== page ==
As we approach the end of the financial year I am wondering whether there is anything I should be doing. I am working, have two investment properties (one of which is for sale) and have just turned 62.
As I don’t know your personal situation, I cannot give advice, so below is a checklist which may be of use.
In your case, it is important to obtain professional advice before the end of the financial year, particularly if you exchange contracts on the property prior to July 1.
Here are some things you need to look at prior to the end of the financial year:
- Capital Gain: if you make a capital gain on the sale of the property, you may be able to look at strategies to reduce your capital gain. Please note that the capital gain is assessed from the date of the contract, not from the date that you receive the proceeds. Therefore, if you exchange contracts on June 1 and settle in July 15, the gain is assessed in this financial year as that is when the contract was signed. I shall make some comments below about possible strategies to reduce capital gains tax (CGT).
- Insurance: some personal and general insurances may be tax deductible. Insurance on investment property may be tax deductible if you are receiving assessable income (normally rent). Income protection is always tax deductible. Life cover and Total and Permanent Disability Insurance may be tax deductible. You will need to check with your financial planner to see if this is the case for you.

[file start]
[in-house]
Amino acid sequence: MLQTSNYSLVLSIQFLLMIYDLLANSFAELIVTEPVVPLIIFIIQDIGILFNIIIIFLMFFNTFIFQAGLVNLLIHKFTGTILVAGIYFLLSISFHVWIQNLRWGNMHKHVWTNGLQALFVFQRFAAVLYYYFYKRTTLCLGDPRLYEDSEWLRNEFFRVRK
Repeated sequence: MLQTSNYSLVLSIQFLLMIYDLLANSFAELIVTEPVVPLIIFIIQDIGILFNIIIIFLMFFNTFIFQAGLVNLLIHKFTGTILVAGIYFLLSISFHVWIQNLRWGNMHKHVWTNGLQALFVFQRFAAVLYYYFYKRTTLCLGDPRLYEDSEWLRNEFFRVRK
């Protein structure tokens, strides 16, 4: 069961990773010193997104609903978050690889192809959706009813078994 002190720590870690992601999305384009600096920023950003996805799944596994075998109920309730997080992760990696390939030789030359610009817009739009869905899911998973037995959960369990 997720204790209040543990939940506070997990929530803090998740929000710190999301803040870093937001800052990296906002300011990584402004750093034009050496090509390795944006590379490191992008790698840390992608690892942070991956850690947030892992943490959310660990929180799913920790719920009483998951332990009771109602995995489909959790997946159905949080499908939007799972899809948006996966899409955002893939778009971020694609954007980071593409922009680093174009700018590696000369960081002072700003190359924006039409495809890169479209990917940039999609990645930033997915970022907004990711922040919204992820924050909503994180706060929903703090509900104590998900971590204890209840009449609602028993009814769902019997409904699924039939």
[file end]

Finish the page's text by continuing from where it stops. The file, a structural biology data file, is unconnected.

- Loans: interest on loans for investment properties (that are producing assessable income) may be tax deductible. If the properties are held in your personal name, you may be able to pre-pay interest in this financial year, for next financial year. This is only a good strategy if you have a particularly high income in one year that is unlikely to be repeated in the next year, e.g. if you make a capital gain.
- Expenses: any deductible expenses not listed above e.g. repairs on the other property, which can be paid in this financial year can reduce your taxable income.
If you exchange contracts on your investment property prior to the end of the financial year, and you make a significant capital gain on the sale of the property the above points all need to be looked at if you wish to reduce the amount of tax that you pay on the capital gain.
If you have held the property for longer than a year and it is personally owned (not owned by a Pty Ltd company) half the gain will be added to your taxable income. If it is held jointly (say husband and wife) 25 per cent of the gain will be added to the taxable income of each of you.
It is then important for you to be advised as to how you may be able to use the above points to legally minimise the tax that you need to pay.